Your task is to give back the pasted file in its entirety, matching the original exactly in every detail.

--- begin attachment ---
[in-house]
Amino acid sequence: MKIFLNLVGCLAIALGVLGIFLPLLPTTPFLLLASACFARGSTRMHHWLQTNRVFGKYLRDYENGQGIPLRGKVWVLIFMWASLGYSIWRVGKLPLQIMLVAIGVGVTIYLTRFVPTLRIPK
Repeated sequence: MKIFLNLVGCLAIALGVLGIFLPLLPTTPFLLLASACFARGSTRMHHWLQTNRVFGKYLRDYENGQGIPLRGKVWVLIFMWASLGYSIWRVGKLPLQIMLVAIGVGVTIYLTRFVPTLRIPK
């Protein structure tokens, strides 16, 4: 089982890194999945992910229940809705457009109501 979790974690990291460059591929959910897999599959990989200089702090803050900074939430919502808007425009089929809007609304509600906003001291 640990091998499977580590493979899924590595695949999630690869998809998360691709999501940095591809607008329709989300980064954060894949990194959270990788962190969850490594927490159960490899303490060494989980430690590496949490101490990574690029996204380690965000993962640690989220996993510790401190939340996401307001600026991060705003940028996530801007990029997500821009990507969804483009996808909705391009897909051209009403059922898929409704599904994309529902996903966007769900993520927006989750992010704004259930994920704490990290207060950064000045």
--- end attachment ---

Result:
[in-house]
Amino acid sequence: MKIFLNLVGCLAIALGVLGIFLPLLPTTPFLLLASACFARGSTRMHHWLQTNRVFGKYLRDYENGQGIPLRGKVWVLIFMWASLGYSIWRVGKLPLQIMLVAIGVGVTIYLTRFVPTLRIPK
Repeated sequence: MKIFLNLVGCLAIALGVLGIFLPLLPTTPFLLLASACFARGSTRMHHWLQTNRVFGKYLRDYENGQGIPLRGKVWVLIFMWASLGYSIWRVGKLPLQIMLVAIGVGVTIYLTRFVPTLRIPK
């Protein structure tokens, strides 16, 4: 089982890194999945992910229940809705457009109501 979790974690990291460059591929959910897999599959990989200089702090803050900074939430919502808007425009089929809007609304509600906003001291 640990091998499977580590493979899924590595695949999630690869998809998360691709999501940095591809607008329709989300980064954060894949990194959270990788962190969850490594927490159960490899303490060494989980430690590496949490101490990574690029996204380690965000993962640690989220996993510790401190939340996401307001600026991060705003940028996530801007990029997500821009990507969804483009996808909705391009897909051209009403059922898929409704599904994309529902996903966007769900993520927006989750992010704004259930994920704490990290207060950064000045």